PA 17-223—sHB 7304

Judiciary Committee


SUMMARY: This act creates a specific class E felony offense for computer extortion involving ransomware (see Table on Penalties). Under the act, this offense consists of introducing ransomware into a computer, computer system, or computer network and demanding payment to (1) remove the ransomware; (2) restore access to the computer, system, or network or data contained therein; or (3) otherwise remediate the ransomware's impact. These actions may also be considered computer crimes, computer-related offenses, and extortion under existing law (see BACKGROUND).

The act defines “ransomware” as any computer contaminant or lock placed or introduced without authorization into a computer, computer system, or computer network that restricts the authorized person's access to the affected computer, system, network, or data contained therein. It does not include (1) authentication required to upgrade or access purchased content or (2) blocking access to subscription content in the case of nonpayment.

The act defines a “computer contaminant” as any set of computer instructions designed to modify, damage, destroy, record, or transmit data held by a computer, computer system, or computer network without the data owner's intent or permission.

EFFECTIVE DATE: October 1, 2017


Computer Crimes

The law designates various actions as computer crimes, including unauthorized use of a computer or computer network with the intent to (1) temporarily or permanently remove, or otherwise disable, computer programs, software, or data or (2) cause a computer to malfunction regardless how long the malfunction persists. Any such action is punishable as a (1) class A or B misdemeanor depending on the amount of property damage the action causes or (2) class D felony if the action was malicious and caused more than $2,500 in property damage (CGS 53-451).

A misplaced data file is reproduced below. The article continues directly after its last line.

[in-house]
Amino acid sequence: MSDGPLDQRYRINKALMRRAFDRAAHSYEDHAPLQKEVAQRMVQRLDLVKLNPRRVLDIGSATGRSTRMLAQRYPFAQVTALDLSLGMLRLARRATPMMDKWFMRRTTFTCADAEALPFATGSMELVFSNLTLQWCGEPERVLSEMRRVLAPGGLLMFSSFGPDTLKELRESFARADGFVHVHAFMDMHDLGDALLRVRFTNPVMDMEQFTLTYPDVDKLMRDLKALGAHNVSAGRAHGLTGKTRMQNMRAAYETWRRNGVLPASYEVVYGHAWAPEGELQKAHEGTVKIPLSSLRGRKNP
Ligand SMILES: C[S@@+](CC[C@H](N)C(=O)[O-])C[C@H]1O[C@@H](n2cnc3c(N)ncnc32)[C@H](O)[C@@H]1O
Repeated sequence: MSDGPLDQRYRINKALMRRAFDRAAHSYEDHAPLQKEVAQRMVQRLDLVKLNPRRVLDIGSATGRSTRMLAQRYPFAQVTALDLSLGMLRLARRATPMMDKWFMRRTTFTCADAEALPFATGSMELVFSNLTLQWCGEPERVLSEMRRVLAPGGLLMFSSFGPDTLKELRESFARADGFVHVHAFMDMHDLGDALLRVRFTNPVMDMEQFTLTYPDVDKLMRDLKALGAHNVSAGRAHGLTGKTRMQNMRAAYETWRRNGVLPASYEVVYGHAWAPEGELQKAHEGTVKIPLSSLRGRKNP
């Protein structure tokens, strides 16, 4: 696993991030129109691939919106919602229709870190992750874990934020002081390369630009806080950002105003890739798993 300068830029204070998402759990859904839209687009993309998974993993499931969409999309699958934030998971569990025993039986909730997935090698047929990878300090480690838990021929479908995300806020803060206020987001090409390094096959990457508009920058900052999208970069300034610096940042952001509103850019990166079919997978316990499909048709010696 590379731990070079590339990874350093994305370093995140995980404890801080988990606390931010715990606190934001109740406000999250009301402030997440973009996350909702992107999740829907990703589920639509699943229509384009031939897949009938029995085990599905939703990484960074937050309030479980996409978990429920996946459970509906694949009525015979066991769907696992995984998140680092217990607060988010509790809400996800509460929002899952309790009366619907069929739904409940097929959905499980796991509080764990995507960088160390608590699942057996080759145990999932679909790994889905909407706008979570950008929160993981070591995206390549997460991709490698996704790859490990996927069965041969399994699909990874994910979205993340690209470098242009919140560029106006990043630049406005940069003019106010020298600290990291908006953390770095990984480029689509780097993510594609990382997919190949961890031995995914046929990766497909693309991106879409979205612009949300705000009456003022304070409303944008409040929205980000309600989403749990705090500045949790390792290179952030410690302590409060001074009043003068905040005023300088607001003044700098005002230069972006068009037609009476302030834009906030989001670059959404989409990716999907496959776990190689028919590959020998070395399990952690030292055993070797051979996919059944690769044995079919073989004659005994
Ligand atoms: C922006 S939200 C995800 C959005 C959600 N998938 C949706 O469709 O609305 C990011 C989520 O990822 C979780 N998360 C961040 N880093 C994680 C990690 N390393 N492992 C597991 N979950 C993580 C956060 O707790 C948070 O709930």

Computer-Related Offenses

The law designates various actions as computer-related offenses, including (1) accessing a computer system without authorization, (2) stealing or interrupting computer services, (3) misusing computer system information, and (4) destroying computer equipment. The penalties range from a class B misdemeanor to a class B felony depending on the amount of damage to, or value of, the property or computer services (CGS 53a-250 et seq.).


By law, obtaining property by extortion consists of compelling or inducing someone to deliver property to the actor or another person by instilling fear that, if the property is not delivered, the actor will take certain measures, including damaging the property or inflicting other harm. Obtaining property by extortion constitutes 1st degree larceny, a class B felony (CGS 53a-119 and 53a-122).